Walk into any pet store or grocery store and you'll find several cat food choices. You'll also notice a wide range of prices. Be careful about choosing the least expensive option, as it may contain corn gluten meal. This cheap ingredient may make your cat full, but won't make her healthy.
Cats Are Obligate Carnivores
Your sweet, cuddly feline friend is descended from a wild African cat. Her ancestors survived, and her distant relatives survive today, by hunting and eating what they catch. Cats are, and have always been, obligate carnivores. That means that they must eat meat to live. Cats can't survive as vegetarians.
Meat is vitally important to cats because their bodies can't make several essential amino acids found in the meat. And while some animals can store these essential amino acids, cats can't. So they must regularly get these important ingredients from the food they eat. Without them, your kitty may develop serious health issues like heart disease and diabetes.
Understanding Corn Gluten Meal
Corn gluten meal is a cheap filler ingredient in many cat and dog foods, and is also used as a food for livestock. It is the leftovers from processing corn into corn syrup and sweeteners. Many pet food companies buy the corn gluten meal from large corn syrup and sweetener processing plants. Pet food companies add corn gluten meal to increase the overall protein levels of the food. It also works as a binder to help dry kibble keep its shape.
Cats Don't Digest Corn Well
Cats can eat corn, but they get very little nutritional value from it. Even though corn gluten meal does have protein, it's not the kind of protein that cats can use very well. Cats have to eat twice as much corn to get the same amount of protein that they would from meat or egg protein.
Even if your cat eats enough corn gluten meal to get the protein she needs, she probably won't be able to use very much of it. Corn takes several hours to digest, even for people. But cats have the short digestive tract typical of carnivores, so food has to be broken down quickly before it's gone. Unfortunately, your feline friend will spend a lot of energy trying to digest the corn before she leaves it for you in the litter box.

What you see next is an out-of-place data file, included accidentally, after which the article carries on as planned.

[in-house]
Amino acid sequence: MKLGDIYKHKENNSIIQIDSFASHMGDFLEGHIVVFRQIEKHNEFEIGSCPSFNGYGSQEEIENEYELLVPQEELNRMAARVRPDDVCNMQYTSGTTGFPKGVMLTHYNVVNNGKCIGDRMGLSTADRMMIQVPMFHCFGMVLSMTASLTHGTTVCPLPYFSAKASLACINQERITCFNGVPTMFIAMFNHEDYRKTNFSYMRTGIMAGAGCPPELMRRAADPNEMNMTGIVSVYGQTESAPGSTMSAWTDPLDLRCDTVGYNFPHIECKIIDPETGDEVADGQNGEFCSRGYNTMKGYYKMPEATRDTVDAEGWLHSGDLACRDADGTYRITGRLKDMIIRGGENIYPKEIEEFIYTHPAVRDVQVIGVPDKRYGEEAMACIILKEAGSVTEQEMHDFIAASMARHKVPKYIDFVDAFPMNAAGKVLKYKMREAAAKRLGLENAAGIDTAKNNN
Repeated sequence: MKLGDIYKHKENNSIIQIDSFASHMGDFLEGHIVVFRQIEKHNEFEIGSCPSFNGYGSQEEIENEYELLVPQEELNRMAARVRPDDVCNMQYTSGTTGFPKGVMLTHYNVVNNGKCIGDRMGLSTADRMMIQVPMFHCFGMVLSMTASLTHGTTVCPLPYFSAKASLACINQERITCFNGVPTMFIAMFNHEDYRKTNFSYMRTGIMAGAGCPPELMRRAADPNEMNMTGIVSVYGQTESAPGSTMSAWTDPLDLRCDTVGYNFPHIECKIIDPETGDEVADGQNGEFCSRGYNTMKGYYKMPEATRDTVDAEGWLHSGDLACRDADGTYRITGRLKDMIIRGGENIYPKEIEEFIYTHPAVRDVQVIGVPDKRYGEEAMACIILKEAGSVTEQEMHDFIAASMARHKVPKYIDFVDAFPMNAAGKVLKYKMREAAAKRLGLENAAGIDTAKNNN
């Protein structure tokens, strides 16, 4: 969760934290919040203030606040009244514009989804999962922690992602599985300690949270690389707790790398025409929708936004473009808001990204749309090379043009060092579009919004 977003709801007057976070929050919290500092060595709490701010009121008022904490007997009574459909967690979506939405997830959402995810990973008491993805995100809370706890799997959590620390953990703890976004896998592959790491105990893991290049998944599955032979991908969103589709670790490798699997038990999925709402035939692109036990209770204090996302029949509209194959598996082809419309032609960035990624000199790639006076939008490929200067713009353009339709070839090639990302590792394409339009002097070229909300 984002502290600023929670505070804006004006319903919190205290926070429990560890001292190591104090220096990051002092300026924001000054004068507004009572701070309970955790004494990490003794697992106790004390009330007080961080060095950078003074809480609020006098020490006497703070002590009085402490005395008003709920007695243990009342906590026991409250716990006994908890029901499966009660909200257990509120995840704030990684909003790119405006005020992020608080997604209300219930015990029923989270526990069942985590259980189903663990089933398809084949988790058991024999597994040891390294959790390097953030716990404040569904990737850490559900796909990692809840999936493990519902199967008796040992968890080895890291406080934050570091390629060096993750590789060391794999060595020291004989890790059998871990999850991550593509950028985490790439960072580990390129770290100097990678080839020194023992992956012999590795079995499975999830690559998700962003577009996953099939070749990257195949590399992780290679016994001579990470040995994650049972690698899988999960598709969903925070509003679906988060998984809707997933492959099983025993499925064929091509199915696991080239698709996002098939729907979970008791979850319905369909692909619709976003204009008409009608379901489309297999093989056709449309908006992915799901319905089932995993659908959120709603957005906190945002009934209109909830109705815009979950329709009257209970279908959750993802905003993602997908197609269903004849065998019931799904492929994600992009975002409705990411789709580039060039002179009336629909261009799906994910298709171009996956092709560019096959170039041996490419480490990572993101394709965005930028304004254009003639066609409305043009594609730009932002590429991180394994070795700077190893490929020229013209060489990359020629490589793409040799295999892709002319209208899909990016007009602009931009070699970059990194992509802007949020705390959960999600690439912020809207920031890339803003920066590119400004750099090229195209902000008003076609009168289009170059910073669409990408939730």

Risks of Too Much Corn Gluten Meal
Aside from being a poorer-quality protein source, corn gluten meal poses some health risks for your cat. In the wild, a cat's diet would only be 1 or 2 percent carbohydrates. Dry food containing corn gluten meal ranges from 35 to 50 percent carbohydrates. Since cats can't really break down carbohydrates or use them for energy the same way people do, excess carbohydrates can lead to obesity and diabetes.
Corn is one of the most common food allergens for cats. If your feline friend is allergic to corn, feeding a food with corn gluten meal could cause stomach upset, nutritional deficiencies, or even more serious problems like inflammatory bowel disease. You kitty may also start to lose her hair, develop sores and scabs or constantly scratch.